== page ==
Ottan Tullal is by far the most popular style, known for its fast-paced tempo and dynamic audience interaction. It is commonly understood that ‘Ottan,’ derives from the Malayalam verb ‘to run.’ However, Kalamandalam Janardhanan explained to me that ‘the Ottan’ actually refers to the mediator whose duty was to run and quickly convey the message of the king to the people.

Parayan Tullal is the most rarely performed style of the three. It is known for its slow-paced tempo as well as its philosophical and devotional themes. ‘Parayan’ can be derived from the Malayalam verb ‘to tell.’ Taking this a step further, however, Kalamandalam Janardhanan explained that ‘Parayan’ can be interpreted as ‘the person who only tells what is necessary.’ Interestingly, both interpretations of these subgenres seem to revolve around the common notion of communication and conveying certain ideas both quickly and concisely. It is perhaps possible to connect the meaning of these names to Nambyar’s conscious choice of using the local Malayalam language as opposed to the classical language in his Tullal poetry. Kalamandalam Janardhanan also added that ‘Parayan’ could be a reference to the Dalit community of Kerala known as the Parayan caste, which throws new light on the social critique found in Nambyār’s poetry and the way in which the poet addresses the issue of caste.

Sitankan Tullal by Kurichithanam Jayakumar, son of Kalamandalam Janardhanan. Image credit: Helena Reddington

Lastly, he explained that Sitankan Tullal actually refers to the Pulayar community of Kerala. Therefore, ‘Sitankan Tullal,’ which uses an intermediate tempo, can be understood as ‘the dance of the Pulayars.’ Again, there seems to be an interesting parallel between the etymology of the names Parayan and Sitankan Tullal, as both could potentially be references to the Dalit communities of Kerala. This is particularly intriguing given the evidence that Nambyar did appropriate elements from both ‘folk’ and temple performance traditions in the development of Tullal. Given Tullal’s hybrid origins that mix upper and lower caste traditions, it is very possible that these names do not have any singular meaning, but encompass multiple and many-layered meanings.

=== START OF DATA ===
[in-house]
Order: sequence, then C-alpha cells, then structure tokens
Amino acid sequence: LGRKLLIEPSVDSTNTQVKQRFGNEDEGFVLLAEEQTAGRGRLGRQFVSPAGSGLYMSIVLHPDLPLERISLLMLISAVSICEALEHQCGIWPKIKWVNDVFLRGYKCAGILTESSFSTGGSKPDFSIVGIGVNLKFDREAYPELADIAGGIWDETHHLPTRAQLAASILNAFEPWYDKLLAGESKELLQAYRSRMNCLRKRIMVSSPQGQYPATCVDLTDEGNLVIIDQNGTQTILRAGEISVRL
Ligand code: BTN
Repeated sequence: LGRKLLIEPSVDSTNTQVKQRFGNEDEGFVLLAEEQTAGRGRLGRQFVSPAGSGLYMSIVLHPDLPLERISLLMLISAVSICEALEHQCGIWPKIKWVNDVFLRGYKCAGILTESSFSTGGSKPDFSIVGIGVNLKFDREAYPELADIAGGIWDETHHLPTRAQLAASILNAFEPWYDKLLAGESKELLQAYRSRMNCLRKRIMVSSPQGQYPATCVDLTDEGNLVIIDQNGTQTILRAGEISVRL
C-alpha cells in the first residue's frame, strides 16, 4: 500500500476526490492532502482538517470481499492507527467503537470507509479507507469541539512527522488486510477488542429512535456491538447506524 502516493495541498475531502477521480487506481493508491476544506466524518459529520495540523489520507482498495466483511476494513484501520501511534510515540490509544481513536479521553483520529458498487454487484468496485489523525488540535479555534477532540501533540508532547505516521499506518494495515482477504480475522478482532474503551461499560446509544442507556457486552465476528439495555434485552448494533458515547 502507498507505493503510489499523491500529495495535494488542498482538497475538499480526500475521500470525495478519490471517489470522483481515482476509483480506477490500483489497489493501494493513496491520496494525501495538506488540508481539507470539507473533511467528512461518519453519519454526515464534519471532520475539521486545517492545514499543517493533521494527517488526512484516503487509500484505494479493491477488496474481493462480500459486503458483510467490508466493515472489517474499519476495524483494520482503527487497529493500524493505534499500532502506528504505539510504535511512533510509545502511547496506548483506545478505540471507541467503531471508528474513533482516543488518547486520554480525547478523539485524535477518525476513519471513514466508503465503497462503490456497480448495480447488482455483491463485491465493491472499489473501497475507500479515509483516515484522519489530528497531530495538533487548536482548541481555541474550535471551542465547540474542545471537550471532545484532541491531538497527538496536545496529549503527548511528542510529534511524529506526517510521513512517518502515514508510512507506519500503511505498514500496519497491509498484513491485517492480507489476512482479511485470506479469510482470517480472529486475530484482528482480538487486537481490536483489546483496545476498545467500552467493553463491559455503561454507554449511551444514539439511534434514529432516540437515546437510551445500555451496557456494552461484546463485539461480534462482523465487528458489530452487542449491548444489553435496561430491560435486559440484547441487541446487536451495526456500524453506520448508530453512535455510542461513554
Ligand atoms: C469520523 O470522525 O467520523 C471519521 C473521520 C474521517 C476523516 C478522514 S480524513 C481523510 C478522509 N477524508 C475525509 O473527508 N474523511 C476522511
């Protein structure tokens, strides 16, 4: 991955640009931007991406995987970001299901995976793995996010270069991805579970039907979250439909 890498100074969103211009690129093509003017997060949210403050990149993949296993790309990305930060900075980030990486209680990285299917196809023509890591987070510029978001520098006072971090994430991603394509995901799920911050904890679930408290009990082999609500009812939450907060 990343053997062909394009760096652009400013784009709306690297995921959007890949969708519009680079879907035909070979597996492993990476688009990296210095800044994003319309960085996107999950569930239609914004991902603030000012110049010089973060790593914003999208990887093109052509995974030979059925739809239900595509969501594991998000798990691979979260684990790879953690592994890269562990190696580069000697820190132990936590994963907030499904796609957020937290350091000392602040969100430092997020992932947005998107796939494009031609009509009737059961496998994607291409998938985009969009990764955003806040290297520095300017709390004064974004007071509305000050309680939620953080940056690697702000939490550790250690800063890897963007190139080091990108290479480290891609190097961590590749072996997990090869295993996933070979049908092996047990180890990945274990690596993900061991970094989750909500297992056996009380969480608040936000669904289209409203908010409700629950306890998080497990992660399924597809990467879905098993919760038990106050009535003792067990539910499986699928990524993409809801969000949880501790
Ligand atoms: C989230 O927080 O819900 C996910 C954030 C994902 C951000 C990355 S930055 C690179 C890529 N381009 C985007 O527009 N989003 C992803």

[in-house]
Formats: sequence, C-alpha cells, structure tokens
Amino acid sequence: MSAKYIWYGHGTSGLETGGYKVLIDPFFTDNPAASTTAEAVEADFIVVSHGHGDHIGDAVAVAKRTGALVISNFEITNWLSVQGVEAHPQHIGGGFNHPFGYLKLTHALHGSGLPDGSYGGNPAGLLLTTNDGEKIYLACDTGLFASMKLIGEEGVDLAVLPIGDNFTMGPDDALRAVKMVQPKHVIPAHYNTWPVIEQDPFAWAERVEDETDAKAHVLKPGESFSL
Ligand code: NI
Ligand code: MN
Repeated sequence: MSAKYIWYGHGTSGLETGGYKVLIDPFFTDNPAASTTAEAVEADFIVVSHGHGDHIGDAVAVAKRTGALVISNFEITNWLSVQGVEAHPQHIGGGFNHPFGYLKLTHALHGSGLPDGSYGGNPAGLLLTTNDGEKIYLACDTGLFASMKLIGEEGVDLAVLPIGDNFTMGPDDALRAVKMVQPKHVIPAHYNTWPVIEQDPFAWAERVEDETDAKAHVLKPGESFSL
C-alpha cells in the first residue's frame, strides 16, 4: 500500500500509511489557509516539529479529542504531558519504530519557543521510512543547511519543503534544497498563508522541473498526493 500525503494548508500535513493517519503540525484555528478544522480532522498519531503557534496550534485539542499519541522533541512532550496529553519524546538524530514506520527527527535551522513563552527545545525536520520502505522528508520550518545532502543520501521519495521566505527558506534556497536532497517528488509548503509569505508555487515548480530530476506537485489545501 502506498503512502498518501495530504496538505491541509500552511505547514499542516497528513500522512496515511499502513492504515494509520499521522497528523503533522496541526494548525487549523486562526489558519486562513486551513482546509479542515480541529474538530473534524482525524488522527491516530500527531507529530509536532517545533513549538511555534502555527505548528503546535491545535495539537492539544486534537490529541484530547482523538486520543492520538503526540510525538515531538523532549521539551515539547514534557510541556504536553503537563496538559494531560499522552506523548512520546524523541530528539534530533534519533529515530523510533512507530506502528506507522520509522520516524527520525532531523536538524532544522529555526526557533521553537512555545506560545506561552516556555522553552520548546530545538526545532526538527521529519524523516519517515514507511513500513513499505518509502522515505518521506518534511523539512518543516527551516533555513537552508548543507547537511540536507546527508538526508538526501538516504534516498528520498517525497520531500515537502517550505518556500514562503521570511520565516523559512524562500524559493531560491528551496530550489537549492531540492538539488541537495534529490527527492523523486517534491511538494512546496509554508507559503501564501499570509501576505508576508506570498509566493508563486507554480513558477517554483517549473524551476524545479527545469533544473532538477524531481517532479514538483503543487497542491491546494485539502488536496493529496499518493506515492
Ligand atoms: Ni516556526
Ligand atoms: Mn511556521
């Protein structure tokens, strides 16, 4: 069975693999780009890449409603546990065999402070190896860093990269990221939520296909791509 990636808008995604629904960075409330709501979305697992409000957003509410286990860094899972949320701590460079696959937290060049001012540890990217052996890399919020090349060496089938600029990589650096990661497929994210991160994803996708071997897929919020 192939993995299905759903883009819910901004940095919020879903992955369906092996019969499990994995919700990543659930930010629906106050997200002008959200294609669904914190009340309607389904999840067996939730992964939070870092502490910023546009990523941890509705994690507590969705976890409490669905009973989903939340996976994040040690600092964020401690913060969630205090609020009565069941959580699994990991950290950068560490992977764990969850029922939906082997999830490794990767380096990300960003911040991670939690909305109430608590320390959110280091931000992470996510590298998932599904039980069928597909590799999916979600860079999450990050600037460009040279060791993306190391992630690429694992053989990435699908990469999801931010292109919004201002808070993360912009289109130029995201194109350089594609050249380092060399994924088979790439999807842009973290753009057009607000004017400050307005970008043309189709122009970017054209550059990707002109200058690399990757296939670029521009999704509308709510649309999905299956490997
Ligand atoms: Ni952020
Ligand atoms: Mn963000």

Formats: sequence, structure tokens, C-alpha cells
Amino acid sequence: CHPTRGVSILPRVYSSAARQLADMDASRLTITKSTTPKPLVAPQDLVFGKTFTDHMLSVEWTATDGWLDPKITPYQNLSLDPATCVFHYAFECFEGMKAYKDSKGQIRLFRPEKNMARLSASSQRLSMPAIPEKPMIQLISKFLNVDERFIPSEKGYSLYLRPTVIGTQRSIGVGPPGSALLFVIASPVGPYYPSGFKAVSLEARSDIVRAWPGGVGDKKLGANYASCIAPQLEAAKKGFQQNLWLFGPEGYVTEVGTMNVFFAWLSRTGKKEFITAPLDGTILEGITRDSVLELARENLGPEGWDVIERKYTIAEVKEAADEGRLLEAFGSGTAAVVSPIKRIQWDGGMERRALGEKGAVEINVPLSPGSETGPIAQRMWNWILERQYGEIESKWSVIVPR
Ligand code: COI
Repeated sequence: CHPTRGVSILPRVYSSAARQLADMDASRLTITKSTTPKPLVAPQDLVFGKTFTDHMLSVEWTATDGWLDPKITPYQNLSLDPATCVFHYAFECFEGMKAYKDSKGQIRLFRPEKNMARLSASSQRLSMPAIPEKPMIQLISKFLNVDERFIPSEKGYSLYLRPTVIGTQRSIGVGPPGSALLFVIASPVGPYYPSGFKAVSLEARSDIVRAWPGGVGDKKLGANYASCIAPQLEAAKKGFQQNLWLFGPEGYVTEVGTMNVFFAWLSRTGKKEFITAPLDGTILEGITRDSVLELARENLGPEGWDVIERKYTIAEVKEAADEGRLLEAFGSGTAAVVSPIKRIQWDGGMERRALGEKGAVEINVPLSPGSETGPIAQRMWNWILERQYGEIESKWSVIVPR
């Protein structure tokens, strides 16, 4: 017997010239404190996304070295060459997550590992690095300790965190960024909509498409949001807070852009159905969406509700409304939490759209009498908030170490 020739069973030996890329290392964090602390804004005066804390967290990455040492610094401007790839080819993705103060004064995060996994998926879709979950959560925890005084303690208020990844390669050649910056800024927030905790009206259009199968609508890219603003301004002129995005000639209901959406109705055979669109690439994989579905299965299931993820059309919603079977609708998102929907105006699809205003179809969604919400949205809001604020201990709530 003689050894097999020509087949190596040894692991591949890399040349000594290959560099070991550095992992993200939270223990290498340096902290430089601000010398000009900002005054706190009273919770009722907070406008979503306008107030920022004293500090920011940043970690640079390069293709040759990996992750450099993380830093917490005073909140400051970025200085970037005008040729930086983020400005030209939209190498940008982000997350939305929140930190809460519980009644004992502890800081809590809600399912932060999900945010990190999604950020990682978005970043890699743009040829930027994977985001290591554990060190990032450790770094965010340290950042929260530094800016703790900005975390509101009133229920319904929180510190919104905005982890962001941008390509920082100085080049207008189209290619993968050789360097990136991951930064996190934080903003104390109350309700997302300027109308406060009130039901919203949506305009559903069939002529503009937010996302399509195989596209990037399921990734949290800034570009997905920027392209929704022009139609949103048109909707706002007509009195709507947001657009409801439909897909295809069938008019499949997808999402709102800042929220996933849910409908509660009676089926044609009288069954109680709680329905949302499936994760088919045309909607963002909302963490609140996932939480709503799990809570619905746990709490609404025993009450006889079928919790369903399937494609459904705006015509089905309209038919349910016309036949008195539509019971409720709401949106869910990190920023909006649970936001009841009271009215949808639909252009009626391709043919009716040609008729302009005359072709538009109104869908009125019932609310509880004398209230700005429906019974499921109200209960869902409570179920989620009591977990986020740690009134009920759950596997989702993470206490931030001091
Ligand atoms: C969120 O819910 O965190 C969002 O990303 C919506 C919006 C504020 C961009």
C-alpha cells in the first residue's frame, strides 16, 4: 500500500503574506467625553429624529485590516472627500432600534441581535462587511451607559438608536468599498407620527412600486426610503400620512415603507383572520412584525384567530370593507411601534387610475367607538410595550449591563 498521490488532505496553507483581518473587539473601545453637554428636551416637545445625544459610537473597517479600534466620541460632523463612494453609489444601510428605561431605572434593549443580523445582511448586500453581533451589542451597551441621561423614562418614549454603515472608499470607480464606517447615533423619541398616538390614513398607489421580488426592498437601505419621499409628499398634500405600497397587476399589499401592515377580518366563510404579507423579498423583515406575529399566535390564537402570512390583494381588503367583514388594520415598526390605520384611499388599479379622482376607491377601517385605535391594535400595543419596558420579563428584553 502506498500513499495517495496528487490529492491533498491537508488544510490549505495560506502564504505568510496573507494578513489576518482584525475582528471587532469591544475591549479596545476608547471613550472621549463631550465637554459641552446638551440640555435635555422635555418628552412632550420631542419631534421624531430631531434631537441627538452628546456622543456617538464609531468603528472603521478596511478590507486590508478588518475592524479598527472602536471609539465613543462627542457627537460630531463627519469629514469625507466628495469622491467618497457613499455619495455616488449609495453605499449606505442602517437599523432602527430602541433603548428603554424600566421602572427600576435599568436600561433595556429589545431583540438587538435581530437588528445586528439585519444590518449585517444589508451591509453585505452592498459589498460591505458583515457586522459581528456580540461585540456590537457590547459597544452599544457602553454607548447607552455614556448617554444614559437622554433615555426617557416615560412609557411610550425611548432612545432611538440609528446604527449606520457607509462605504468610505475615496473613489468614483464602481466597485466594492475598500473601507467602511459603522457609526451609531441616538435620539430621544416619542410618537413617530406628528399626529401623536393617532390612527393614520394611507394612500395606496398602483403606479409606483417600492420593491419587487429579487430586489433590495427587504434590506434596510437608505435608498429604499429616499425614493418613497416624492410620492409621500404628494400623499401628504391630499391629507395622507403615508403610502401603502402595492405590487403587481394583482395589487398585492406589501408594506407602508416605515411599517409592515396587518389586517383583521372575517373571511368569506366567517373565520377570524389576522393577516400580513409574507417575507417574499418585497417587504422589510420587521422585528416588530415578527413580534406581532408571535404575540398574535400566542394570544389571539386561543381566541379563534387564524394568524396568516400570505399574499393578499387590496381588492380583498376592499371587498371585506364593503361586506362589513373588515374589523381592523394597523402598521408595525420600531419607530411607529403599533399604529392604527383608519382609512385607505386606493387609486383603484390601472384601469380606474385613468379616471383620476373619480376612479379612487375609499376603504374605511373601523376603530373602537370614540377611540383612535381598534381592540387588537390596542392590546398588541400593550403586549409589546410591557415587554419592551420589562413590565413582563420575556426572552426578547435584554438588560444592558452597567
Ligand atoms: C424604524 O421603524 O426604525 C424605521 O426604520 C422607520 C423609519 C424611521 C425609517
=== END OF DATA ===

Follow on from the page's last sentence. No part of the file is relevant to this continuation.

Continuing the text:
There is much we can learn from the insight and expertise of Tullal performers for a better understanding of Kunchan Nambyar’s 18th-century poetry as well as its diverse origins and influences. It is my hope that this brief anecdote of my conversations with the Tullal artist Kalamandalam Janardhanan points to the value of drawing from the knowledge of contemporary Tullal artists who have sustained this living performance tradition.  


  • Parameshwaran, Eavoor. Nampyāruṃ tuḷḷalsāhityavuṃ [Nambyar and Tullal Literature]. Kottayam: National Bookstall, 1969.   
  • Girijadevi, G. Nampiyāruṭe śilpaśāla [Nambyar’s Craft]. Kottayam: Sahityapravarttaka Sahakaranasangham, 2014.

About the Author: Helena Reddington is a PhD candidate in the School of Religious Studies at McGill University, Canada. She is currently writing her dissertation on the Tullal performance genre. She can be contacted at helena.reddington@mail.mcgill.ca